Shipping: Media as a Fan Experience

Were you a fan of the ReyLo pairing in Star Wars, and completely let down by The Rise of Skywalker? Were you team Ross and Rachel or Chandler and Monica in Friends? Team Barney and Robin or Ted and Robin throughout the run of HIMYM? Should Harry have ended up with Hermione instead of Ginny? Are Sherlock and Watson close partners or secret lovers?

Across fandoms and cultures, we’re united by this strange compulsion to pair fictional characters and gush about their cute couplings. This is the practice of “shipping”: supporting the idea of characters ending up in a romantic relationship, even when the characters were not canonically written to be romantic leads. With the rise of the internet, social media platforms and text threads, shipping has captivated pop culture. It’s evolved from individual fan speculation to entire subreddits dedicated to creating relationship theories, fanfiction websites, YouTube compilation videos and fan art galleries.

So why do romances between fictional individuals spark so much emotion? Why are we so desperate to see love bloom on our screens, even when we aren’t experiencing it ourselves?

Why Do We Ship?

There are three theories that seek to explain our shipping behaviour.

Shipping: Media as a Fan Experience

Image Source: Voices of Youth

The Empathy Theory

We ship because of our inherent empathy. Even though humans are naturally egocentric — we’re genetically programmed to put our own needs first — neuroscientists have identified that the right supramarginal gyrus and the anterior cingulate gyrus in the brain corrects this egocentrism. These organs guide our empathetic response: the emotional reactions we feel in response to the emotions of others. We’ve evolved to keep these responses, likely because they allowed us to make decisions for the wellbeing of a group, helping our species survive in the long term.

Thus, when we see Character A finding safety in the arms of Character B, we feel their relief, their love, their sadness and doubt. As journalist Michelle Criqui puts it, “when you watch human (or even human-like) characters go through incredibly difficult or monumentally joyous situations, your brain often reacts just as it would when watching a friend or relative going through the same thing”. We root for the protagonist to end up in that satisfying relationship! We root for them to find their happy ending.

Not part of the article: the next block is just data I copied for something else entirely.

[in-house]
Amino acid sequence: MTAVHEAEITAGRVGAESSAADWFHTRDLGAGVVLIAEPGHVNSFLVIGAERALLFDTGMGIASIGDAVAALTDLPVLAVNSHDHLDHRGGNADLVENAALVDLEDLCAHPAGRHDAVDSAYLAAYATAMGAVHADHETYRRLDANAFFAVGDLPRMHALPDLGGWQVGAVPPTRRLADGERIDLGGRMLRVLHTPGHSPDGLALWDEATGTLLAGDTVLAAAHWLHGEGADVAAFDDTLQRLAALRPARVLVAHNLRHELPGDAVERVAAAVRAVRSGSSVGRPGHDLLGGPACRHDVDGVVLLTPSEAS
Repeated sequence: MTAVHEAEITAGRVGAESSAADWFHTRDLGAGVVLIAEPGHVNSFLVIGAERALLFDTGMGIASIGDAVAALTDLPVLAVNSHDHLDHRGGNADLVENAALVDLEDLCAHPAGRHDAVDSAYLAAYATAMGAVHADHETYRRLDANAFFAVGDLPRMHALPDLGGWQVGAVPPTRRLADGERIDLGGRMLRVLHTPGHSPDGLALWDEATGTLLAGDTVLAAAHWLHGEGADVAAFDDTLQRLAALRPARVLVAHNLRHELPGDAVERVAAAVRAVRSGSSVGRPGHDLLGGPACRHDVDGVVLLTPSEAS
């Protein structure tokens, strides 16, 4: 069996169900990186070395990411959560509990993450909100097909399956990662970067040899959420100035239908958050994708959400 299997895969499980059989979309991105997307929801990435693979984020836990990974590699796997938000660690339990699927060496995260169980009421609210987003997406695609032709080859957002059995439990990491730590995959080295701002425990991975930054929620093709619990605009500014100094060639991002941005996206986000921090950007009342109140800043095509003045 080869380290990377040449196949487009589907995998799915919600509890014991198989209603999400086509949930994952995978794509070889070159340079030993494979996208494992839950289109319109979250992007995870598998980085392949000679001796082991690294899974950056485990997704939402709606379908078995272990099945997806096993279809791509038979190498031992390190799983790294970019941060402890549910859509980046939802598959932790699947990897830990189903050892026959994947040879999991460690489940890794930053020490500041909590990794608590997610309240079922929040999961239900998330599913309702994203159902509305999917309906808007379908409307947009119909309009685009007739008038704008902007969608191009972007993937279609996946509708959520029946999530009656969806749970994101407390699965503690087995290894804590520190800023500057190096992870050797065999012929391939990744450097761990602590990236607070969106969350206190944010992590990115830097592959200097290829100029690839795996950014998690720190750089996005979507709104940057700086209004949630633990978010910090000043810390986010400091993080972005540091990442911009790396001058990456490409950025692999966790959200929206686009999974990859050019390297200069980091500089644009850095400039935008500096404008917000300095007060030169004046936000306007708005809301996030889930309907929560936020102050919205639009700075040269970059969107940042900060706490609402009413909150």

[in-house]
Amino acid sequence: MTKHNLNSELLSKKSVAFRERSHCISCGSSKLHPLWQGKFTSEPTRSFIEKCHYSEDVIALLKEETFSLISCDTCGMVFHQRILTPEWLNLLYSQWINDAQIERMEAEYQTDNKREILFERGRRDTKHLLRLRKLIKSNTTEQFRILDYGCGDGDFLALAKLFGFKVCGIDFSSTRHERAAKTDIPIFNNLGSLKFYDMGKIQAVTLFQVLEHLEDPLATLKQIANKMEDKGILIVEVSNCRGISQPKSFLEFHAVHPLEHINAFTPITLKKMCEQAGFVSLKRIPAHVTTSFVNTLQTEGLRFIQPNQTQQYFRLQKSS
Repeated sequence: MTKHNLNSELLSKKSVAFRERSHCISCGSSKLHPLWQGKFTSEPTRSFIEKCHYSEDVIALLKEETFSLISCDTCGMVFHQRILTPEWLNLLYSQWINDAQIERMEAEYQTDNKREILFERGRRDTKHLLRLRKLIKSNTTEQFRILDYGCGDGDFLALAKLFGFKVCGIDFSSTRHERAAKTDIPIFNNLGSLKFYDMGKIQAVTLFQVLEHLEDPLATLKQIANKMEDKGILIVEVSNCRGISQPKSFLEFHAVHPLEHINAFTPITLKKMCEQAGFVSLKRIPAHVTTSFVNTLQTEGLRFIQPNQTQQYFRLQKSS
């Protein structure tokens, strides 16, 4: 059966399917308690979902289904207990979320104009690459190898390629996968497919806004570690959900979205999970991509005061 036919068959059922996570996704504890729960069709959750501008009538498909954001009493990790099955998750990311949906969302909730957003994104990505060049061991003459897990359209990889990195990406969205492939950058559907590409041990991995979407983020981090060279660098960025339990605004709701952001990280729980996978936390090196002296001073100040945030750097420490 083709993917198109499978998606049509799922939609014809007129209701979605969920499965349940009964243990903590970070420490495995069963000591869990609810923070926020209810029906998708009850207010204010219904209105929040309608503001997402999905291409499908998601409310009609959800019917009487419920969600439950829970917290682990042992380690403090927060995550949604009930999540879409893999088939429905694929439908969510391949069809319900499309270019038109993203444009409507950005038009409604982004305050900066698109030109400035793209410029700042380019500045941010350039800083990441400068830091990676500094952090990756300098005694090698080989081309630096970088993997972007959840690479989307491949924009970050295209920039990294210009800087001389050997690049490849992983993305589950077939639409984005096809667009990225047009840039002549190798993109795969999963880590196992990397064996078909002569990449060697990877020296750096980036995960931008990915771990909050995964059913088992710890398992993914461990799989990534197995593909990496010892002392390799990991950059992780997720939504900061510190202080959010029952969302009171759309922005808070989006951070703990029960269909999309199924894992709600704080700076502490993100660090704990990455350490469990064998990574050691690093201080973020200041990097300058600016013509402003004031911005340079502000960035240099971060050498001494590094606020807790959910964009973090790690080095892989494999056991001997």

The Love Theory

We ship to explore and actualize our own romantic desires. As Lynn Zubernis, a psychologist at West Chester University puts it, “we’re all going around looking for depictions of our own romantic, sexual and emotional fantasies”. She sees shipping as a “self-narrative therapy”, where shippers identify their own goals and values surrounding love.

Lynn harkens back to the idea of “lovemaps”: the blueprints we create that outline our ideal romances. Even without consciously thinking about it, most people have a series of requirements for their partner “type”: perhaps they must love cats, wear leather jackets or have a great sense of humour! If there’s someone you’re crushing on right now (don’t be shy!), do you fantasize about going out for a picnic together or staring into their eyes? When you see these traits or experiences reflected in fiction, you unconsciously connect them to your lovemap. You’ll dream about a relationship with Character A, or mentally pair Character A with Character B to see how certain traits would complement each other, and imagine the dynamics of a potential relationship. Steamy!
Shipping: Media as a Fan Experience

This theory may reveal why ships are incredibly important to communities of non-traditional relationships. For example, members of the LGBTQIA+ community often use shipping to channel their sexual identities, exploring their desires through the interactions of fictional characters. Moreover, since LGBTQIA+ relationships are still stigmatized in the real world and lack legitimate representation in mainstream media, shipping helps create an inclusive space. Fans have the chance to empower and validate non-traditional relationships, turning iconic characters into even more iconic role models.

The Loneliness Theory

We ship to stave off the painful loneliness and emotional deprivation we feel on a daily basis.

Well, that took a dark turn.

Bence Nanay, a Ph.D. of Philosophy from the University of California, Berkeley, argues that shipping reflects the loneliness many feel in our modern society. He explains that “loneliness… fuels the need to experience romance and love at least vicariously”.